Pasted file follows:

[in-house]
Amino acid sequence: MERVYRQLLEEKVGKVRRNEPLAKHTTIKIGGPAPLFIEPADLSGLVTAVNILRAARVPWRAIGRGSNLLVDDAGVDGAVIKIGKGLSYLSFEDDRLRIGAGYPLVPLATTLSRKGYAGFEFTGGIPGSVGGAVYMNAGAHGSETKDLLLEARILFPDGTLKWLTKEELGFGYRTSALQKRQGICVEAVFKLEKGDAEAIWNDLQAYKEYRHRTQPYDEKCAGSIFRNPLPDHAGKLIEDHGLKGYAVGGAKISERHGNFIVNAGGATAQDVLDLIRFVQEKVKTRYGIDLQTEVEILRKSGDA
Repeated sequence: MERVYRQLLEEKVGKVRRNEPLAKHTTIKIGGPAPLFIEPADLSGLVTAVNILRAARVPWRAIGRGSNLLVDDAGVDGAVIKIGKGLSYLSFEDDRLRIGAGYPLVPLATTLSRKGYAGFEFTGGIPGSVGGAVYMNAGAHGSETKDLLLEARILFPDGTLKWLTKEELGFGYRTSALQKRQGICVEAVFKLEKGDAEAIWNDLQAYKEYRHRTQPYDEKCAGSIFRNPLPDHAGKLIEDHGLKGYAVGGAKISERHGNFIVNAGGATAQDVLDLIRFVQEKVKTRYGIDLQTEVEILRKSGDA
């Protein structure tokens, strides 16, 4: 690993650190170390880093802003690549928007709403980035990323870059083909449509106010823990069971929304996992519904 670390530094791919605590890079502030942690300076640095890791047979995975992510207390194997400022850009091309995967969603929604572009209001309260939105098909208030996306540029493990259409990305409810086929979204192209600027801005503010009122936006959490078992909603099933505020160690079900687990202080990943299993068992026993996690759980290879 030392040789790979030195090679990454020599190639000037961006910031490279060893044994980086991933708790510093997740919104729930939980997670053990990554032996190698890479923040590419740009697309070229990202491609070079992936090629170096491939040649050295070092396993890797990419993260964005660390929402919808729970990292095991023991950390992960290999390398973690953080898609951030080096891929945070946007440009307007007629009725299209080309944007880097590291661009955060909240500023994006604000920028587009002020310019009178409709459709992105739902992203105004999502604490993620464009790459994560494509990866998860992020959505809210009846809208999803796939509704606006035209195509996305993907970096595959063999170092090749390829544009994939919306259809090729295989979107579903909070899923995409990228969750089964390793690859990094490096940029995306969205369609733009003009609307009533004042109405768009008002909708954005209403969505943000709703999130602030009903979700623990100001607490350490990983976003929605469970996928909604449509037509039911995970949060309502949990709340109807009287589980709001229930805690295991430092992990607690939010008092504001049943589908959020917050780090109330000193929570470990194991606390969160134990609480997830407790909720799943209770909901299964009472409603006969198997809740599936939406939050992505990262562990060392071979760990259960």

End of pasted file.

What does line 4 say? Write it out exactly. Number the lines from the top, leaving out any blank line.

């Protein structure tokens, strides 16, 4: 690993650190170390880093802003690549928007709403980035990323870059083909449509106010823990069971929304996992519904 670390530094791919605590890079502030942690300076640095890791047979995975992510207390194997400022850009091309995967969603929604572009209001309260939105098909208030996306540029493990259409990305409810086929979204192209600027801005503010009122936006959490078992909603099933505020160690079900687990202080990943299993068992026993996690759980290879 030392040789790979030195090679990454020599190639000037961006910031490279060893044994980086991933708790510093997740919104729930939980997670053990990554032996190698890479923040590419740009697309070229990202491609070079992936090629170096491939040649050295070092396993890797990419993260964005660390929402919808729970990292095991023991950390992960290999390398973690953080898609951030080096891929945070946007440009307007007629009725299209080309944007880097590291661009955060909240500023994006604000920028587009002020310019009178409709459709992105739902992203105004999502604490993620464009790459994560494509990866998860992020959505809210009846809208999803796939509704606006035209195509996305993907970096595959063999170092090749390829544009994939919306259809090729295989979107579903909070899923995409990228969750089964390793690859990094490096940029995306969205369609733009003009609307009533004042109405768009008002909708954005209403969505943000709703999130602030009903979700623990100001607490350490990983976003929605469970996928909604449509037509039911995970949060309502949990709340109807009287589980709001229930805690295991430092992990607690939010008092504001049943589908959020917050780090109330000193929570470990194991606390969160134990609480997830407790909720799943209770909901299964009472409603006969198997809740599936939406939050992505990262562990060392071979760990259960």